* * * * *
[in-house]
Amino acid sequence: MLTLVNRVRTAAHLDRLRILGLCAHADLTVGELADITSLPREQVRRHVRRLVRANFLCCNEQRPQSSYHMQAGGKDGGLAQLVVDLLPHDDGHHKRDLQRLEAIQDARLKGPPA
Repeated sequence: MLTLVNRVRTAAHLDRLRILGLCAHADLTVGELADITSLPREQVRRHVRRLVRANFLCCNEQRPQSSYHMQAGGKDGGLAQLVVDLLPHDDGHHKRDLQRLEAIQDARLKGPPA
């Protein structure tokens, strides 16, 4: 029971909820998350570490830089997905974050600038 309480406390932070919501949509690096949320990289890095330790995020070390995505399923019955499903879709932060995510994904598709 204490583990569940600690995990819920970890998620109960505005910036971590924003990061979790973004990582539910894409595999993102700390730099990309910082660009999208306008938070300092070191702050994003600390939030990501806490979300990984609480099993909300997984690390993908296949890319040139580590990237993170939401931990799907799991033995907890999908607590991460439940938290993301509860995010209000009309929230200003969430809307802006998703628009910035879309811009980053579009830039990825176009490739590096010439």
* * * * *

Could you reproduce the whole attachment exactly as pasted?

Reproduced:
[in-house]
Amino acid sequence: MLTLVNRVRTAAHLDRLRILGLCAHADLTVGELADITSLPREQVRRHVRRLVRANFLCCNEQRPQSSYHMQAGGKDGGLAQLVVDLLPHDDGHHKRDLQRLEAIQDARLKGPPA
Repeated sequence: MLTLVNRVRTAAHLDRLRILGLCAHADLTVGELADITSLPREQVRRHVRRLVRANFLCCNEQRPQSSYHMQAGGKDGGLAQLVVDLLPHDDGHHKRDLQRLEAIQDARLKGPPA
């Protein structure tokens, strides 16, 4: 029971909820998350570490830089997905974050600038 309480406390932070919501949509690096949320990289890095330790995020070390995505399923019955499903879709932060995510994904598709 204490583990569940600690995990819920970890998620109960505005910036971590924003990061979790973004990582539910894409595999993102700390730099990309910082660009999208306008938070300092070191702050994003600390939030990501806490979300990984609480099993909300997984690390993908296949890319040139580590990237993170939401931990799907799991033995907890999908607590991460439940938290993301509860995010209000009309929230200003969430809307802006998703628009910035879309811009980053579009830039990825176009490739590096010439």